If a deal is not met to avert the fiscal cliff, big spending cuts could be on the way to the defense budget.
According to Ashton Carter, Deputy Defense Secretary, around $55 million dollars would be cut from the annual 2013 budget. The cuts would come at a time when the military is already facing budget cuts.
"It's pretty difficult to run a show when you don't know how much money you have," retired Marine General, Tom Braaten, said.
Braaten said adding more cuts on such short notice would be detrimental to the budget. He said the biggest problem is the unknown of where the cuts would go.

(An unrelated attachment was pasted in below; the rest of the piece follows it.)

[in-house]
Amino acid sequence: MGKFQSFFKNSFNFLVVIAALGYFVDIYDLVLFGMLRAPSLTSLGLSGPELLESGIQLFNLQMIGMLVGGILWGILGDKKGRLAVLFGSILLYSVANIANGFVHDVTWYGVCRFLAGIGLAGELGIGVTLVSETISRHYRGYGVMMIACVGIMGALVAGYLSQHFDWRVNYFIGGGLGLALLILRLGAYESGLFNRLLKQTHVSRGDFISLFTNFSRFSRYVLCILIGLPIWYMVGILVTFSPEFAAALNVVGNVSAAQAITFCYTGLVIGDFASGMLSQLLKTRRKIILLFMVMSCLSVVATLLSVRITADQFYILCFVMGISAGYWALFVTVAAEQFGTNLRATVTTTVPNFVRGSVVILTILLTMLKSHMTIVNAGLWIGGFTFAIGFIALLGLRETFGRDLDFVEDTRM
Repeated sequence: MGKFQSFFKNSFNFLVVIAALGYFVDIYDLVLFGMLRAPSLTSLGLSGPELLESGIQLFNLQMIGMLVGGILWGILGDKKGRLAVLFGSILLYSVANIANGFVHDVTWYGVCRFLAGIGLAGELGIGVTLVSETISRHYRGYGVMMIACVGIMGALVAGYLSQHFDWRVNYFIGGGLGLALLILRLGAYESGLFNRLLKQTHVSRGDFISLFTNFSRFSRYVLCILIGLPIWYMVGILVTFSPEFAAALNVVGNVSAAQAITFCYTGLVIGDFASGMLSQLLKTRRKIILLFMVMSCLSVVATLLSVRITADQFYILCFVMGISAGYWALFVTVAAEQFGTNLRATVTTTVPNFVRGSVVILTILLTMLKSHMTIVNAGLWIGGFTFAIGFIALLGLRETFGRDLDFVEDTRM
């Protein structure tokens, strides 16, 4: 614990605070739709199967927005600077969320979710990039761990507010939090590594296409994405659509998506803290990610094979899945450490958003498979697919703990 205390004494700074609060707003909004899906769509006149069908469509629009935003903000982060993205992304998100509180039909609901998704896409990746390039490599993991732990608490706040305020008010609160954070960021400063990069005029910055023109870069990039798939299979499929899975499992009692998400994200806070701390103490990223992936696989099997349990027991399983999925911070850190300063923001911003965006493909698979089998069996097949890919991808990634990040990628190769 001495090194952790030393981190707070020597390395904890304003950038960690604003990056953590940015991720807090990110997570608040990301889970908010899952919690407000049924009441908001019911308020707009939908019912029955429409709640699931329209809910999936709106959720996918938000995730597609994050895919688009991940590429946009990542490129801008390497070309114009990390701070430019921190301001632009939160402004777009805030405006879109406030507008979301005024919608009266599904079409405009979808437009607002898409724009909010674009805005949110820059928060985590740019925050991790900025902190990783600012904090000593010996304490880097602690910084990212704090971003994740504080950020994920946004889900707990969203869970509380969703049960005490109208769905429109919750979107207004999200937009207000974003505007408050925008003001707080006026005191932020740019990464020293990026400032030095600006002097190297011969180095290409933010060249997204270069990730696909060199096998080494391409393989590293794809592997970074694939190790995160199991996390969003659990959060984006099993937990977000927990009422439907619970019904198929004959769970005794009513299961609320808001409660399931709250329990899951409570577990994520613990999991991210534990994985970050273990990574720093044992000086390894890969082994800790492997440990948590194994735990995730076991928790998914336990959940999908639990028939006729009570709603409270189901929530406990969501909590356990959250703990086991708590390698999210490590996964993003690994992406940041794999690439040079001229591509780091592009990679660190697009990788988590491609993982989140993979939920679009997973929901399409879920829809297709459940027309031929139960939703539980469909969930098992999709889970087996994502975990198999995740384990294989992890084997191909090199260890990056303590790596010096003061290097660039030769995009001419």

"It could affect personnel, it could affect bases, it could affect training, it could affect our civilian personnel that are so important to the military," he said. "It's just a wide way it could go."
A fact sheet from the Republican controlled House Armed Services Committee described the looming defense cuts as an "unacceptable risk" that will "severely diminish America's global posture" and lead to the loss of more than one million private sector jobs.
Braaten agrees, and said it could be a long road ahead for the many businesses in Eastern Carolina that thrive on military business.
"We have so many good people and good business that care for each other that we'll get through it," he said. "But I think it's going to be a real challenge."
The legislative path forward rests in the hands of the Senate. House members return to Washington Sunday night.